Jo Davies’ widely acclaimed 2012 production of Carousel has now been revived under Ed Goggin’s direction with no loss of impact.
Richard Rodgers himself described it as the nearest to an opera he and Oscar Hammerstein ever wrote and it’s hard to argue with that, both in the orchestration for orthodox “classical” instruments and in the elaborate construction of many of the musical numbers.
Hammerstein, unlike many lyricists of the time, wrote the book as well, so songs arise naturally in the story-line and advance the action. It’s interesting that so many of the most famous songs – If I Loved You and even You’ll Never Walk Alone – have far more impact in context than in concert performance. Carousel is sentimental, certainly, but it’s sentiment that consistently hits the mark.
Carousel has two fairly orthodox, though strongly drawn, female leads – two mill girls in Maine who are Julie Jordan and Carrie Pipperidge. They are full of naive enthusiasm at the outset and remain essentially the same as they become older, but on the surface are much changed by their very different experiences of marriage. The problematic character is Billy Bigelow, the barker on the eponymous carousel, who takes advantage of his female admirers, but falls in love with Julie, marries her, abuses her and dies in a foolish attempt at armed robbery. Only in death is he given a chance at redemption.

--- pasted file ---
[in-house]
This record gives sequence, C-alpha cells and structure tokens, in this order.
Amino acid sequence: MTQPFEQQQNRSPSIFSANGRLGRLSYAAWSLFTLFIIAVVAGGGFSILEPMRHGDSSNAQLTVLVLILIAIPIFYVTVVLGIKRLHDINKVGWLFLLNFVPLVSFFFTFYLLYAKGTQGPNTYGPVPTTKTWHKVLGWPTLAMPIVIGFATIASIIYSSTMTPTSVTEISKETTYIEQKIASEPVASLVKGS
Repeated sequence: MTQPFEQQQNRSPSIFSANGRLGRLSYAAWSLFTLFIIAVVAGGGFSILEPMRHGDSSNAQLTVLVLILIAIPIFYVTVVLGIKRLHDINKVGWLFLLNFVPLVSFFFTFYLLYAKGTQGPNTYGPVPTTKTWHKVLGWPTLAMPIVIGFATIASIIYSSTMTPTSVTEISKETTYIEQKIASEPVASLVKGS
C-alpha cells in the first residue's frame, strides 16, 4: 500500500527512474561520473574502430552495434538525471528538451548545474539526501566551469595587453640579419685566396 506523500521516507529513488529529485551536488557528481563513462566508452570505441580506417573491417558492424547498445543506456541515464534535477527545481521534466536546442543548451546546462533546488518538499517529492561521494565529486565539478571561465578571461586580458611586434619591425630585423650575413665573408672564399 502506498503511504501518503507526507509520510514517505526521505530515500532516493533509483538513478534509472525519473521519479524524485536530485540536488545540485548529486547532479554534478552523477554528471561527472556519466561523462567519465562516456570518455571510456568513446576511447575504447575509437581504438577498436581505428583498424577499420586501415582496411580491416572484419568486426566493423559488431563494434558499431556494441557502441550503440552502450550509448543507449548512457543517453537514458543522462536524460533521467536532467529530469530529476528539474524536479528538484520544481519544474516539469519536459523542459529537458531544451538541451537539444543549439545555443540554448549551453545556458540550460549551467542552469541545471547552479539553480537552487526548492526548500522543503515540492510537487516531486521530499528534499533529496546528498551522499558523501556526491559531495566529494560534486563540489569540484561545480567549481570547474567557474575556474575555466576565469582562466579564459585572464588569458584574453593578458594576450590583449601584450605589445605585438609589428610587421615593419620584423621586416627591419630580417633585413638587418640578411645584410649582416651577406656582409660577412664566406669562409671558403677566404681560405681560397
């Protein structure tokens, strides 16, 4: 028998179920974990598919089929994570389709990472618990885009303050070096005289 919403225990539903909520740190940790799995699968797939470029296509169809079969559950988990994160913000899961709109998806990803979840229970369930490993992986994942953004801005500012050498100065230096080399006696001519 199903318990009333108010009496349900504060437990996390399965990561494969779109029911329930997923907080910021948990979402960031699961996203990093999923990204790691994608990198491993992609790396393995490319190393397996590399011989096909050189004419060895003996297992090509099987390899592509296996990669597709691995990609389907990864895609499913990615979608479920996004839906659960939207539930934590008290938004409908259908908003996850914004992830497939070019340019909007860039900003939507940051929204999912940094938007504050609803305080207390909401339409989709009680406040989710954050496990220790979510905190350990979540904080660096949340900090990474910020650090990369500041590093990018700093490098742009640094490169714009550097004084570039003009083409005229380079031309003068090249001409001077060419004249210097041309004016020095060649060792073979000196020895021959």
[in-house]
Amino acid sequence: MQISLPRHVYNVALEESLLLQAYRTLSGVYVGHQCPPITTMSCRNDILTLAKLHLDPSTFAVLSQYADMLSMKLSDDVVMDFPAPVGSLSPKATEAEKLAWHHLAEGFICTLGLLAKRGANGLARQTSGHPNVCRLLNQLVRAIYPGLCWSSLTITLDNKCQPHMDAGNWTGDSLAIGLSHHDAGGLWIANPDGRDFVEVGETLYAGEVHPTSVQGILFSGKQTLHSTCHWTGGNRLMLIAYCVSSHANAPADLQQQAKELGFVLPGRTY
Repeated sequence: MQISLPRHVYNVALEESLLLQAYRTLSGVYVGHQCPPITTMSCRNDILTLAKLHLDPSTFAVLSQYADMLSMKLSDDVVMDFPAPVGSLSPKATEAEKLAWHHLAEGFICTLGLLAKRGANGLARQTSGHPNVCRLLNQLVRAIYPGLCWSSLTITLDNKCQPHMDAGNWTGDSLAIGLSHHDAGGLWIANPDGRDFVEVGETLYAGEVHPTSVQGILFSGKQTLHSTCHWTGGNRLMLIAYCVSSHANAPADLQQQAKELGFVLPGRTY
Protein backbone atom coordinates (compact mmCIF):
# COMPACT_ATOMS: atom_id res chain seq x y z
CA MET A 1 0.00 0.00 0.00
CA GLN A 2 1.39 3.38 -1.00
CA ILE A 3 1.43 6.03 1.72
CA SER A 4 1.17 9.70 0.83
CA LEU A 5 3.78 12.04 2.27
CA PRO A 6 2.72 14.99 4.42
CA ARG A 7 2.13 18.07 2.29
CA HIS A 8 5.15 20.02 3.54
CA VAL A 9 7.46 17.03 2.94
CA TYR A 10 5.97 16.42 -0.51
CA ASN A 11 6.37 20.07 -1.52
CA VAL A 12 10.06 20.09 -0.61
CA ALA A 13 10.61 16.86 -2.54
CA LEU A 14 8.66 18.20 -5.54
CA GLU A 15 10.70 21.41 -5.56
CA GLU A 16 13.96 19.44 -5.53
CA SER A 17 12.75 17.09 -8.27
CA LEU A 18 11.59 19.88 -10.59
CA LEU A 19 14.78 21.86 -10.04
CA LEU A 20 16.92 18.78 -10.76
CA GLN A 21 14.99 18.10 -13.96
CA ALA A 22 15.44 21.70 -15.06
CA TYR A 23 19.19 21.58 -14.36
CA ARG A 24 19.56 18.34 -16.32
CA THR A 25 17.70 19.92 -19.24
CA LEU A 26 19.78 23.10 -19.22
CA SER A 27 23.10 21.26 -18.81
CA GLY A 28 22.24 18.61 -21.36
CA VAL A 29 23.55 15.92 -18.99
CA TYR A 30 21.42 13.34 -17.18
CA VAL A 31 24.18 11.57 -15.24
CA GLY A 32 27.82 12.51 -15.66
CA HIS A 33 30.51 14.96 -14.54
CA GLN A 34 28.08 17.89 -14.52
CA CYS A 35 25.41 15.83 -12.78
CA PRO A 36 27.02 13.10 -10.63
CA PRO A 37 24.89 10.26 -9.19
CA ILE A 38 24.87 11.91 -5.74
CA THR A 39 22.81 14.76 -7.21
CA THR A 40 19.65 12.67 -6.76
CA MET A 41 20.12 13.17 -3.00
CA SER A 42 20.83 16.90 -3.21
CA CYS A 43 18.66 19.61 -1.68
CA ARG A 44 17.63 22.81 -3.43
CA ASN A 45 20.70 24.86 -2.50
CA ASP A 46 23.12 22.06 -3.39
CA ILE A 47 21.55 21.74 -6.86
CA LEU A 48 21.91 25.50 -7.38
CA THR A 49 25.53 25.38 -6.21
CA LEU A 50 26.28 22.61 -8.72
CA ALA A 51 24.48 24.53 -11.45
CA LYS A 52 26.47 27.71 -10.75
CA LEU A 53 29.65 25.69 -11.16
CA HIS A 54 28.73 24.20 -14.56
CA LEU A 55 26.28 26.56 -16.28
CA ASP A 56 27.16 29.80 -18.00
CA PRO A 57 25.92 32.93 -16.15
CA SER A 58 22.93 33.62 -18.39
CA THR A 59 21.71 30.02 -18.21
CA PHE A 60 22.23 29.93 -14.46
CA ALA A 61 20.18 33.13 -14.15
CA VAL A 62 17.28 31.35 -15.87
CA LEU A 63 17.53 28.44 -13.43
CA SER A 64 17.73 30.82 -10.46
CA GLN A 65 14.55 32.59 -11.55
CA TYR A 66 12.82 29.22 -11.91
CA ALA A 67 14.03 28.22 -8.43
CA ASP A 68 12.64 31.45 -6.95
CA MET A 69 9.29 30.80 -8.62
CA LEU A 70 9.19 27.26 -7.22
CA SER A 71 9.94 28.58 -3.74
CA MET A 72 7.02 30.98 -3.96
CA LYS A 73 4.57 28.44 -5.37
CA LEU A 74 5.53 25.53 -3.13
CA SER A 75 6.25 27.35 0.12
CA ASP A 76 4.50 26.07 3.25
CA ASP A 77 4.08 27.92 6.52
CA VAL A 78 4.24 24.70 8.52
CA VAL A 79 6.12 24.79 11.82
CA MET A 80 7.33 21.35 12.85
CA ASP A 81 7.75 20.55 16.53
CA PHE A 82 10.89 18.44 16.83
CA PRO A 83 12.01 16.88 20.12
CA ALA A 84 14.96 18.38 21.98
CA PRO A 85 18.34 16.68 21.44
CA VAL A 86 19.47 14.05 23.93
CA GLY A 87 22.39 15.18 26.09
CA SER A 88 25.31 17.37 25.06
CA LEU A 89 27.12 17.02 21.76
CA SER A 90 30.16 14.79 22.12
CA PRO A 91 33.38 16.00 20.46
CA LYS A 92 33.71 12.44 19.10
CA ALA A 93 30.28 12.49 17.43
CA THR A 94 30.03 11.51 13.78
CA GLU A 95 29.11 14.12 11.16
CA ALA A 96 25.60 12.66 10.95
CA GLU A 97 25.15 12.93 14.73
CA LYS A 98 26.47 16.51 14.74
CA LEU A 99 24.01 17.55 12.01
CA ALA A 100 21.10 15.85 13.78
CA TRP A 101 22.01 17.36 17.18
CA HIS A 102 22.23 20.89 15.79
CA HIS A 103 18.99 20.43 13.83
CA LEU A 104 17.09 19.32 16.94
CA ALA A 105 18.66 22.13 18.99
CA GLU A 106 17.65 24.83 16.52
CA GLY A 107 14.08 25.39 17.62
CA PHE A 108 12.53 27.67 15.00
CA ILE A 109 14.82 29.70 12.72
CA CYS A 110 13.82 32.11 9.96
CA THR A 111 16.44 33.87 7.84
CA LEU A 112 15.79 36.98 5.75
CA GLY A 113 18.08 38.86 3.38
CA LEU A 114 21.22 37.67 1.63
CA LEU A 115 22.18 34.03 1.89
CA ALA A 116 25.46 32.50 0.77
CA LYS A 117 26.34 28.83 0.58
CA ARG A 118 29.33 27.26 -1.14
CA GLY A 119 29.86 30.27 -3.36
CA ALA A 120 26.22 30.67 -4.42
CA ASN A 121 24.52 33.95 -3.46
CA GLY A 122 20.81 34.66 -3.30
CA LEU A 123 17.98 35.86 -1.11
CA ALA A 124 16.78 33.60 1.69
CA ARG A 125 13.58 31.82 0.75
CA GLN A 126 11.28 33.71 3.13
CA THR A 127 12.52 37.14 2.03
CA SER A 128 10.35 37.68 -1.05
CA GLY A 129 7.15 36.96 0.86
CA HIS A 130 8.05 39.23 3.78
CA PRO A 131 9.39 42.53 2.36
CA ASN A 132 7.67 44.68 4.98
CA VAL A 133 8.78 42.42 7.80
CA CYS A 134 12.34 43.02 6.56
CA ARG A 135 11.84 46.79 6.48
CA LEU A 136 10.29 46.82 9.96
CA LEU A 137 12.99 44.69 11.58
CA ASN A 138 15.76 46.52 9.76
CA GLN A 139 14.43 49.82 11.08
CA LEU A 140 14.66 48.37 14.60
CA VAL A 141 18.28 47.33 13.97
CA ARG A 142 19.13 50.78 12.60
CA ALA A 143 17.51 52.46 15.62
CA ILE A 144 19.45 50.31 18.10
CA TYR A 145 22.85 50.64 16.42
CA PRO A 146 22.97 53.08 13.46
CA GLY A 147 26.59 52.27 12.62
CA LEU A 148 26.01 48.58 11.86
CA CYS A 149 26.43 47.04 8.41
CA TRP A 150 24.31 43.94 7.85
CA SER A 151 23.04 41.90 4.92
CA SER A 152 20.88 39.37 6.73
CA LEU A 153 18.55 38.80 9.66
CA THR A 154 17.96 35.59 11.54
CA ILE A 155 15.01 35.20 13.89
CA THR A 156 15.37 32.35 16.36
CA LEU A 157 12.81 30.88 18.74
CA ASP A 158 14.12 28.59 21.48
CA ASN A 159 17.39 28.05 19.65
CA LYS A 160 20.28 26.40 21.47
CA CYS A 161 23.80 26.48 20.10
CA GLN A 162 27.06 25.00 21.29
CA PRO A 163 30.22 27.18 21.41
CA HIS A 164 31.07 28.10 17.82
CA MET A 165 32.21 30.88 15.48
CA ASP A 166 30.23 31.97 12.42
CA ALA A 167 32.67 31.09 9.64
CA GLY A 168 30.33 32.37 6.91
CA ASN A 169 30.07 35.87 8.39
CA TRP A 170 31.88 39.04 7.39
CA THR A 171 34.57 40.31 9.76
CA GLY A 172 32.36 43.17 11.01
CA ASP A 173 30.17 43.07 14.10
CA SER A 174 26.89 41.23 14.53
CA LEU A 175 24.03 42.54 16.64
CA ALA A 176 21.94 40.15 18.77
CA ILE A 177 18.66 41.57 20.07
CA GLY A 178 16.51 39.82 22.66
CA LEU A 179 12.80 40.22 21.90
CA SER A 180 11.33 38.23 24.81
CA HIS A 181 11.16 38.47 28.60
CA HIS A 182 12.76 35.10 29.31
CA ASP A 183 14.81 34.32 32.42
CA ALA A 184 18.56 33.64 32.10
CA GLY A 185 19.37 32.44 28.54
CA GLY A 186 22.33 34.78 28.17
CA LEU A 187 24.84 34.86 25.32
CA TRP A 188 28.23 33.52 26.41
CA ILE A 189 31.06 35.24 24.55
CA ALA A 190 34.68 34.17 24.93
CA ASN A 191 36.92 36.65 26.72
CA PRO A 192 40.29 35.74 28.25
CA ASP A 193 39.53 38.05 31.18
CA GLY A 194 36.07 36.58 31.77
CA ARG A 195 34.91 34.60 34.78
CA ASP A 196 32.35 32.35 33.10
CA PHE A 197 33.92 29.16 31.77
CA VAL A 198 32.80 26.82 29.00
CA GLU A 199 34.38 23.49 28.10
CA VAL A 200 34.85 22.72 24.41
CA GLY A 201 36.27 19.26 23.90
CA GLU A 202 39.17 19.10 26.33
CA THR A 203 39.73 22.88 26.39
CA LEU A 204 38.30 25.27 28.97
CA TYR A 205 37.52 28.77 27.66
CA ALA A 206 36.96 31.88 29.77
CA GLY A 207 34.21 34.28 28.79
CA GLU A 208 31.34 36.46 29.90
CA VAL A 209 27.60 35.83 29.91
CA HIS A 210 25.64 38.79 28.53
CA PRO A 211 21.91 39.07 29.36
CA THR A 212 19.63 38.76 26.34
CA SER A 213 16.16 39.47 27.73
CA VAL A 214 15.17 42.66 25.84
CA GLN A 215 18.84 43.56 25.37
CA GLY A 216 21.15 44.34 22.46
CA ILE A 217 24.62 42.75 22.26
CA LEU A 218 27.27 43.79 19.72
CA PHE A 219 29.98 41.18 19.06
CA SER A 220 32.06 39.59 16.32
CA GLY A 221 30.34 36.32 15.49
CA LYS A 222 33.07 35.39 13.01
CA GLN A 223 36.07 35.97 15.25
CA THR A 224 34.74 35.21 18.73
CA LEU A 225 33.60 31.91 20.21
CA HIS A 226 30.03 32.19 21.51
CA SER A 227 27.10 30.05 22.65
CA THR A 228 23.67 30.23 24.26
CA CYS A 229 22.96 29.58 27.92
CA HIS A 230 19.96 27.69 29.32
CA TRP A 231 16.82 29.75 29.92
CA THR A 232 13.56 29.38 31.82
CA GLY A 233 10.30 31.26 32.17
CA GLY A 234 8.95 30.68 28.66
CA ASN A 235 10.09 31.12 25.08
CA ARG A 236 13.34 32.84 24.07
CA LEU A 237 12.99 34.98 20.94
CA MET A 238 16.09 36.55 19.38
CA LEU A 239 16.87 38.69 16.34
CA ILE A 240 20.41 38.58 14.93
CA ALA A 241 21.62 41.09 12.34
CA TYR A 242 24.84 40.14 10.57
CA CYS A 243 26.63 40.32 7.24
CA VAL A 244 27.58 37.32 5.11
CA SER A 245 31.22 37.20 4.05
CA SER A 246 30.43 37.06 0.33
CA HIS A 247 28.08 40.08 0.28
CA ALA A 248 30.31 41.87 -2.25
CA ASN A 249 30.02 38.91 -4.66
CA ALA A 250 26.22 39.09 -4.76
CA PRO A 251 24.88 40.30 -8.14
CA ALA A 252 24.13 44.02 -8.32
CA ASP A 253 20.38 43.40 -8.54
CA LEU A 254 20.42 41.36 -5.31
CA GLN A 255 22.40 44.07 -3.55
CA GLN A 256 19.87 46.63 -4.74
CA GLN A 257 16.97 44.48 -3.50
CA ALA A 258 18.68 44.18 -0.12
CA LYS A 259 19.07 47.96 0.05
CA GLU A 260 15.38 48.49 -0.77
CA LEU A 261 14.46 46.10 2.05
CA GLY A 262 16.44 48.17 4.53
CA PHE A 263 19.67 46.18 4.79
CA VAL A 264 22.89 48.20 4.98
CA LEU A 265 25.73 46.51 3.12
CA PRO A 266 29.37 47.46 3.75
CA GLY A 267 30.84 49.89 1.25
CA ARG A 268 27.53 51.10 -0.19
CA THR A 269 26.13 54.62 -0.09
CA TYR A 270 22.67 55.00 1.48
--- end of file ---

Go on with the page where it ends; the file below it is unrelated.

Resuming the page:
The cast is a cannily chosen mix of opera singers, musical theatre performers, straight actors and dancers – and all gel perfectly.
Gillian Butterfield excels as Julie, delivering far more words than most operatic sopranos and acting with great truth and little fuss. Keith Higham sets about Billy Bigelow’s big numbers (notably his Soliloquy) with panache and attack and gets the difficult balance right. This character is a pretty shoddy individual, but he is not worthless and can be redeemed by love.
Strong (and strongly sung) performances feature throughout the cast.
Aiofe O’Sullivan’s Carrie is a bit too strenuously comic at first, but settles down as part of a delightful second couple, with Joseph Shovelton’s superb Enoch Snow who makes boring conventionality entertaining and oddly touching. Yvonne Howard’s thoroughly likeable Nettie makes the most of two of the show’s anthems; Michele Moran is a striking Mrs Mullin who owns the carousel, but not Billy’s heart; Stuart Neal characterises Jigger Craigin vividly and gives Blow High Blow Low a flamboyant physicality.
Anthony Ward’s ingeniously flexible set looks all the better for Bruno Poet’s lighting designs. A troupe of a dozen dancers and four credited choreographers deliver in fine style, notably Alex Newton, very moving as Louise Bigelow. Conductor James Holmes is just the man to get the right edge of Broadway pzazz from Opera North’s outstanding orchestra.
Carousel continues at Leeds Grand until May 23.